But now things have changed. Now he is gone, separated from the entire family (not just me), and really appearing to want nothing to do with any of us. He refuses to say why, refuses to give any answers, and leaves me in a position of not knowing whether I am supposed to grieve a loss here and move on, or wait out some mysterious issue until he's ready to speak. For all I know he will sit down with me someday and explain to me what was going on in his mind and we will patch things up, or else perhaps I will never hear from him again. Either result is as likely as the other.

Meanwhile, I need to file my taxes. I've put it off because I couldn't decide what to do. Other kids in the family are upset that I have continued to help him and make sacrifices for him (which I have), that I have spoiled him and never held him accountable or required anything of him (which is also probably true), and that I've allowed him to be manipulative (maybe true - my perspective is admittedly not clear enough to be sure). Frankly, he is acting like a huge self-centered jerk (gotta admit that) and everyone but me has had enough of it. And here I am with another sacrifice to make - foregoing that deduction once again on the taxes so he can stay in school.

What makes this even more complicated is that he doesn't know this is an issue. He seems to have forgotten that I've been doing this for years, and if I decide that I am taking the deduction, I will need to contact him and let him know that he's got to talk to his financial aid office because he's not able to file as independent for this year. If I contact him and tell him this, I know it's going to come across as me being angry and vindictive. And THAT is counter-productive to my ultimate goal of patching up this relationship.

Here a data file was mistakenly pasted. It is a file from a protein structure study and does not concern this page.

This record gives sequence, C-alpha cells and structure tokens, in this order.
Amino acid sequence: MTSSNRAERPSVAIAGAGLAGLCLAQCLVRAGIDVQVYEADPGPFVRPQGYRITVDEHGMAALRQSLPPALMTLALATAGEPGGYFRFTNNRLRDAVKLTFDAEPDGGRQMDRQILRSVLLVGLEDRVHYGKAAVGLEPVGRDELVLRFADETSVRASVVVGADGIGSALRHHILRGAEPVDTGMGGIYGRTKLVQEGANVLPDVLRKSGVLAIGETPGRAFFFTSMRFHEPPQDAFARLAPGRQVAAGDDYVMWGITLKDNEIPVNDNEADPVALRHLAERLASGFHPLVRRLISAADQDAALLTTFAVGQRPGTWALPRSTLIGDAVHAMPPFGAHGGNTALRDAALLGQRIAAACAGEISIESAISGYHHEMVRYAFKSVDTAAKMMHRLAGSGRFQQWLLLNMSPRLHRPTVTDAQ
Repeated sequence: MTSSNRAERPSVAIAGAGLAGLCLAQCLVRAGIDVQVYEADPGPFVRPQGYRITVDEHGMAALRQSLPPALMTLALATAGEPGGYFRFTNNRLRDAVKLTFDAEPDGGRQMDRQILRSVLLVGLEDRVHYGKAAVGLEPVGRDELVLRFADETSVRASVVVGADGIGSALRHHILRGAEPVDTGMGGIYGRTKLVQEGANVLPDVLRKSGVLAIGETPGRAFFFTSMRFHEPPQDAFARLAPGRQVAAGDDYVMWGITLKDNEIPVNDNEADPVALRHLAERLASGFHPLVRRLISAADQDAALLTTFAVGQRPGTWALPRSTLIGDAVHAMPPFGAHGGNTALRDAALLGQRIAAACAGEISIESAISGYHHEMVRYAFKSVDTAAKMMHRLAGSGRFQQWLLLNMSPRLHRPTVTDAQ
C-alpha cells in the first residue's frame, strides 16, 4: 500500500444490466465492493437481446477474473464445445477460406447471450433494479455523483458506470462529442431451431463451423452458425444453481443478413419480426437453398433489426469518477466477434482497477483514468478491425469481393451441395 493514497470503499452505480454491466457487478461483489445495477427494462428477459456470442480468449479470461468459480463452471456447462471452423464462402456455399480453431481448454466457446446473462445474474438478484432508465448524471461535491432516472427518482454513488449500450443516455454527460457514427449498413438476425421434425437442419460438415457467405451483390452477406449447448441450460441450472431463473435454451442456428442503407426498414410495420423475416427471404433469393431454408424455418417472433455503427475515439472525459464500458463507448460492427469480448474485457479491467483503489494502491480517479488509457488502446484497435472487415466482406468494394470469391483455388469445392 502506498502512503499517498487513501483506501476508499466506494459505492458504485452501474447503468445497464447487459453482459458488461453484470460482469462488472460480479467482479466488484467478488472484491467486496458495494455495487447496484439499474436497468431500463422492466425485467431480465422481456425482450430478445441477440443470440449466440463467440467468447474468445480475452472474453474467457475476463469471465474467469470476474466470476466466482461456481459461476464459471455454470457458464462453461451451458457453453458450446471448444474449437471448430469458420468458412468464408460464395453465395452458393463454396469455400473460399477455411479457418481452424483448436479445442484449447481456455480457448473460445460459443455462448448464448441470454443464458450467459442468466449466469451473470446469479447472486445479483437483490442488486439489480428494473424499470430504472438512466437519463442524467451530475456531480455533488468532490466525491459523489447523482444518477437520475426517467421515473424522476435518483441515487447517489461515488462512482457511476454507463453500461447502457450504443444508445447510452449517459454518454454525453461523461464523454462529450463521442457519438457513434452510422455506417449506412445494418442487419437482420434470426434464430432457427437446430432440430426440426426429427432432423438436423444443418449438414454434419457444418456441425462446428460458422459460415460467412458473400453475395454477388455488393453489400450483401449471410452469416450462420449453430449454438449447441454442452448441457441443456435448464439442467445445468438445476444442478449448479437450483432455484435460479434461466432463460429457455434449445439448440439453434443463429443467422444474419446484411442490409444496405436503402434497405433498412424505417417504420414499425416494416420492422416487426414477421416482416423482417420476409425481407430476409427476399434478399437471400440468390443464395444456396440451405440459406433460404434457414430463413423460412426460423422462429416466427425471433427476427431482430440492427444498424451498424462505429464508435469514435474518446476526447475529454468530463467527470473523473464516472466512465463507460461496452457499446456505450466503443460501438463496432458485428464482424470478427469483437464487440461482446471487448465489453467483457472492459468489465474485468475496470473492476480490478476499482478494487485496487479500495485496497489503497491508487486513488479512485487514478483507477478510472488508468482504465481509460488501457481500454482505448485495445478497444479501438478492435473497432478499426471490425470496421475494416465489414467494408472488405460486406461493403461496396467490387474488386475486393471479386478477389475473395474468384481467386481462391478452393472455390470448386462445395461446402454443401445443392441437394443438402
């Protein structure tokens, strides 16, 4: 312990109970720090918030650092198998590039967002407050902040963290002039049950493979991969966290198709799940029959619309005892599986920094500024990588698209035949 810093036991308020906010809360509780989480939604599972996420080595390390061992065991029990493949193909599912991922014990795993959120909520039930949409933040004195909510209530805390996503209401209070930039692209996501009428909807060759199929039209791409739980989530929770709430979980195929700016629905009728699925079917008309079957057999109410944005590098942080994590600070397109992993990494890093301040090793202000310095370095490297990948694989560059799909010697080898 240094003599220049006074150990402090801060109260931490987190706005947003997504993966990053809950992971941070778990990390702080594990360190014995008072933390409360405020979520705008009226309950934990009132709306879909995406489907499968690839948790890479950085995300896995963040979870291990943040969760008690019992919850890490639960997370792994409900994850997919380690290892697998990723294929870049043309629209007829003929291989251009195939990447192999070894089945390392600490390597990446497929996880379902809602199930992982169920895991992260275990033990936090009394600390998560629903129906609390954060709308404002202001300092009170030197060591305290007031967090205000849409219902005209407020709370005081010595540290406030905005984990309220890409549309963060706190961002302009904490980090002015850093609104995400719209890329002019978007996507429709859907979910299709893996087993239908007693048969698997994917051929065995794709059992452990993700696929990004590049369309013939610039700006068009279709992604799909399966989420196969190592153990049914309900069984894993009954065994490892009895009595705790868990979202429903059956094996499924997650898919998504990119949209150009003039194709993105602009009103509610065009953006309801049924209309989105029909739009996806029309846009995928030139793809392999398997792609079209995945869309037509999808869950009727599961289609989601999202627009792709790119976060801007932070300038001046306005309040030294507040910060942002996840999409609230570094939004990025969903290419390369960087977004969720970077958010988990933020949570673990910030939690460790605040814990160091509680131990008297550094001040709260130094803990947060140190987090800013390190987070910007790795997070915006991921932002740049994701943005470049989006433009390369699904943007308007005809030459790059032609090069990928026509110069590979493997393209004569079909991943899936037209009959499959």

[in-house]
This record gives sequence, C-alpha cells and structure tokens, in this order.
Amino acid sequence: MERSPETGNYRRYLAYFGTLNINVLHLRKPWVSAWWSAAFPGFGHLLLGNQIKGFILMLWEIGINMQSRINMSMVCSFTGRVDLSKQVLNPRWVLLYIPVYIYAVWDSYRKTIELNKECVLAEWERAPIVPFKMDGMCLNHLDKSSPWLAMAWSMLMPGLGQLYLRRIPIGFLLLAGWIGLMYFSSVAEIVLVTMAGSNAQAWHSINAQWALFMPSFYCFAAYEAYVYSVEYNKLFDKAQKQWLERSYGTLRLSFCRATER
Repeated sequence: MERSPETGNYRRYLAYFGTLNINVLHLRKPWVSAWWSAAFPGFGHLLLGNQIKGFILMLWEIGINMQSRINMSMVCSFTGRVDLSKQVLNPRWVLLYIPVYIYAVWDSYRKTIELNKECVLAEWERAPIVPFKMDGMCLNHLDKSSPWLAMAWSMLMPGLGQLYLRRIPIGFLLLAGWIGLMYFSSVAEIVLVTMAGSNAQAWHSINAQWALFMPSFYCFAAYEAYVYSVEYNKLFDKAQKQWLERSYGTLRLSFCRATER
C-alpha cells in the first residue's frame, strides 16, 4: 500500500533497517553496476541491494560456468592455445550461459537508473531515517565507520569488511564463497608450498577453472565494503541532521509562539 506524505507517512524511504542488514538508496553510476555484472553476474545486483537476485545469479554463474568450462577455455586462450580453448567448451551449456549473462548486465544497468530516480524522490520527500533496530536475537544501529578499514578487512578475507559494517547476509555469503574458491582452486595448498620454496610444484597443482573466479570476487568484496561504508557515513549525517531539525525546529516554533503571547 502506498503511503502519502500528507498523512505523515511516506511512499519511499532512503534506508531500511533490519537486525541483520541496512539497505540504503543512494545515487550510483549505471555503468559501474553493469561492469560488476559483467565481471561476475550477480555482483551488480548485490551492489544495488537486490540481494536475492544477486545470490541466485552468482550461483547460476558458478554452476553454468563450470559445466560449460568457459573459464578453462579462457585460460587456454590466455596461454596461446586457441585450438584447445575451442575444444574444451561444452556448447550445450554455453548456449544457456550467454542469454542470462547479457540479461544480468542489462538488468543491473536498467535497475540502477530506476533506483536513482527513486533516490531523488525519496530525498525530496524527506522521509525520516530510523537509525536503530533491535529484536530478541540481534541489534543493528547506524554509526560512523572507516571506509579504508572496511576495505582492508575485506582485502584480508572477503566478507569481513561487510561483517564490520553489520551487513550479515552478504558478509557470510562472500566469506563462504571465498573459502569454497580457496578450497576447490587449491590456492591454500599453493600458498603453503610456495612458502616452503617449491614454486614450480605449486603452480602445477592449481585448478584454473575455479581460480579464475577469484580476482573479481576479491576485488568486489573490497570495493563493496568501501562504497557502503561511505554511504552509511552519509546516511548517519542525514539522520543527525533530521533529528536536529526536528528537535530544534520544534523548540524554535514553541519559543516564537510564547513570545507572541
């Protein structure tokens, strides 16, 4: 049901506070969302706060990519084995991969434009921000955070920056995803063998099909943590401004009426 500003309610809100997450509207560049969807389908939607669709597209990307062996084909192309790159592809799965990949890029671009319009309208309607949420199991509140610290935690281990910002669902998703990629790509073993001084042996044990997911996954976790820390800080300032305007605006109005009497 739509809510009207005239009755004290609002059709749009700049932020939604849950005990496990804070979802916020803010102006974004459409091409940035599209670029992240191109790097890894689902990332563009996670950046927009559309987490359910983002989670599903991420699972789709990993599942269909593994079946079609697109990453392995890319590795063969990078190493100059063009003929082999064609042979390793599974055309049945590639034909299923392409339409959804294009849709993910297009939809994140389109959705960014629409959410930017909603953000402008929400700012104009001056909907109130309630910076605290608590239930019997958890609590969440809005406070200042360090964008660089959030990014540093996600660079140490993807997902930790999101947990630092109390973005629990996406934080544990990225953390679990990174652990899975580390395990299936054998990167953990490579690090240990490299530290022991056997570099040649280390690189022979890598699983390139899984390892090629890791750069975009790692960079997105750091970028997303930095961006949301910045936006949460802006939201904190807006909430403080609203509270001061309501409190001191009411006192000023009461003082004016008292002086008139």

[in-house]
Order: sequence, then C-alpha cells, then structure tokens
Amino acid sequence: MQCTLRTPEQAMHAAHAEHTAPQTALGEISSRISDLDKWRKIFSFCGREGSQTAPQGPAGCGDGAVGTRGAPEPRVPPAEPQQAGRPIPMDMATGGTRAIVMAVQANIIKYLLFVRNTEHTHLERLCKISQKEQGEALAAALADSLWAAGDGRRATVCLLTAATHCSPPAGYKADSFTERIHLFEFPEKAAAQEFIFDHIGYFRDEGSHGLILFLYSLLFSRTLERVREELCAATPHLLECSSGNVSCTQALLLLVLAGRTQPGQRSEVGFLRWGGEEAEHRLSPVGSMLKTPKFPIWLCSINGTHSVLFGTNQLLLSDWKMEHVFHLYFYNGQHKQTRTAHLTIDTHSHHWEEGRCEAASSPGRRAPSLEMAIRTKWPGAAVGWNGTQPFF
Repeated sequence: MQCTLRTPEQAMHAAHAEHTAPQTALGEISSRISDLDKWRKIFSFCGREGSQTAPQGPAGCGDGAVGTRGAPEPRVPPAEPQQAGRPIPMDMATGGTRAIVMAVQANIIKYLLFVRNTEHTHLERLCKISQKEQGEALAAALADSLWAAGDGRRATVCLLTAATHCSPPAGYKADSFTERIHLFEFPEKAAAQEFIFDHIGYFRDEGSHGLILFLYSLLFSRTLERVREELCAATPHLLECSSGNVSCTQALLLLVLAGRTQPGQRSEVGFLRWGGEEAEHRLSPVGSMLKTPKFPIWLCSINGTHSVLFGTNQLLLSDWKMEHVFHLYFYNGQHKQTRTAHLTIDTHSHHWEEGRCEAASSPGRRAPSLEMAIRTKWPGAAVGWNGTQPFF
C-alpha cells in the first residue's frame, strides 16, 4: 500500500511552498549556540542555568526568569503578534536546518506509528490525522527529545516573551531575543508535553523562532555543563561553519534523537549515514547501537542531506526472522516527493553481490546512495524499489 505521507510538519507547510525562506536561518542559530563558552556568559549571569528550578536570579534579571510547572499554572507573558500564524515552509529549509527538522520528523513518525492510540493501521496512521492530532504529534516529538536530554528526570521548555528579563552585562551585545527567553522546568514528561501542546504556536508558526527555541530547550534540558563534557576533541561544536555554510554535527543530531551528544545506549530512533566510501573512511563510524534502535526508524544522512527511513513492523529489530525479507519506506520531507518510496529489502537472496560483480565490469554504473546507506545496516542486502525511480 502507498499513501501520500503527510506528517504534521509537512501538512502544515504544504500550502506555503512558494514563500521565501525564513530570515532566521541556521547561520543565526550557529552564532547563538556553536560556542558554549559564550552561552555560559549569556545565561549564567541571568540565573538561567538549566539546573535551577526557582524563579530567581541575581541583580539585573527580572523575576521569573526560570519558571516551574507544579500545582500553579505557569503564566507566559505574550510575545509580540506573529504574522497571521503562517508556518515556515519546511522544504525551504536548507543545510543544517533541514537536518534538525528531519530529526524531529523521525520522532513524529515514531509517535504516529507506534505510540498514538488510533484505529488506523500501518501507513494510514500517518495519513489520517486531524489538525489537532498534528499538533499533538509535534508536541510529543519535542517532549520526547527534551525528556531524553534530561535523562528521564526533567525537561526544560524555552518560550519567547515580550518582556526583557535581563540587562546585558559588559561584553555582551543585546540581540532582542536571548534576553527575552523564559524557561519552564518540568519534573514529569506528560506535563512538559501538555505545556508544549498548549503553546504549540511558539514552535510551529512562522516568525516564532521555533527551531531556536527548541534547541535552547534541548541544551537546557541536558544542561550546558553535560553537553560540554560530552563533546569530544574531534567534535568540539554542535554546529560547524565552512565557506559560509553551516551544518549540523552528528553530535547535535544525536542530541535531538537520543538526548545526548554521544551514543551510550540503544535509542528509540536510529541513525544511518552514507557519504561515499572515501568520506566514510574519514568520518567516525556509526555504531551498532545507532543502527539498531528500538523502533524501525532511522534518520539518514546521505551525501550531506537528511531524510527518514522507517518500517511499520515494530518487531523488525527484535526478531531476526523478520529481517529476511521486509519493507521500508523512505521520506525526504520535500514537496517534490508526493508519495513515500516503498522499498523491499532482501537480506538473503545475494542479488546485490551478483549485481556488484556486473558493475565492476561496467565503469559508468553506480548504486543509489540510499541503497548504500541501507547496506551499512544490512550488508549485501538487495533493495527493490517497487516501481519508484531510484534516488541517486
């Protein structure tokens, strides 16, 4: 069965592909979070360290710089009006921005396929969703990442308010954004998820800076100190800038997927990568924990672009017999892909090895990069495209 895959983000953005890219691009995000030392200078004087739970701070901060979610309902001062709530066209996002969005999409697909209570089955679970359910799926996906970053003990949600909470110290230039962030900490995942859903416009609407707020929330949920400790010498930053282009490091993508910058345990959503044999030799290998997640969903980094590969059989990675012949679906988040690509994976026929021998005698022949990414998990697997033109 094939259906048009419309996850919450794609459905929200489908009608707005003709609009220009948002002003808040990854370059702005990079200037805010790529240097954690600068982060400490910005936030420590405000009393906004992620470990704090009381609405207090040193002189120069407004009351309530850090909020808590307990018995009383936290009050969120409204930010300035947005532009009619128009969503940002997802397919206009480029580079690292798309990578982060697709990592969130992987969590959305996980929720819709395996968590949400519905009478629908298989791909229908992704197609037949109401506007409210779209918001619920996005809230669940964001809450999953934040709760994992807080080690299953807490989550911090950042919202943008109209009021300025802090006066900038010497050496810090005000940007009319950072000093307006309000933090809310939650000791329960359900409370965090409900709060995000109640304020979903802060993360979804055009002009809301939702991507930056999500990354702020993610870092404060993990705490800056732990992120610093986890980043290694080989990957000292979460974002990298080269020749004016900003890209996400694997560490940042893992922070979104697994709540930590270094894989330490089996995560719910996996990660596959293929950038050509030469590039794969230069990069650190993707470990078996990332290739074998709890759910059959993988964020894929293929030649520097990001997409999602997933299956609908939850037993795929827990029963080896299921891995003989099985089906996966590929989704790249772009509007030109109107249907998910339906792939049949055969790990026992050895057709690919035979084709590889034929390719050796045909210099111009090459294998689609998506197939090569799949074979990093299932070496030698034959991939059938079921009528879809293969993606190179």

I should probably mention this, too: When he left, he didn't just move out in some kind of planned, organized way. He got upset and left in a huff, leaving unfinished projects and half his things and messes to be cleaned up - all of which fell on the shoulders of myself and the other kids. He apparently just expected that everyone would go ahead and clean up after him, take care of his things until he retrieved them, etc. Naturally the other kids are very, very unhappy about all this. So, if I make another sacrifice at the expense of this family in order to benefit him... Well, it could get ugly.

Besides all that, there's the matter of what is just good parenting. He's behaved very selfishly and irresponsibly, and I'm not sure I should continue rewarding that. I may already have contributed to the problem we're dealing with now by my past "spoiling" of him. He seems, at almost twenty-two years old now, to believe that he does not have any personal responsibility for the impact he has on those around him. He seems to believe he doesn't owe anyone anything, not even an explanation. He seems to feel entitled to act in any way he pleases with no accountability for how that affects others.

If I continue to make sacrifices for him, as much as I love him, I may be reinforcing these attitudes. If I don't make the sacrifices, he may lose out on his college education and also it may further damage our relationship since he'll interpret it as me being vindictive. Sigh...

If anyone has any thoughts on this, I'd sure appreciate hearing them. :-/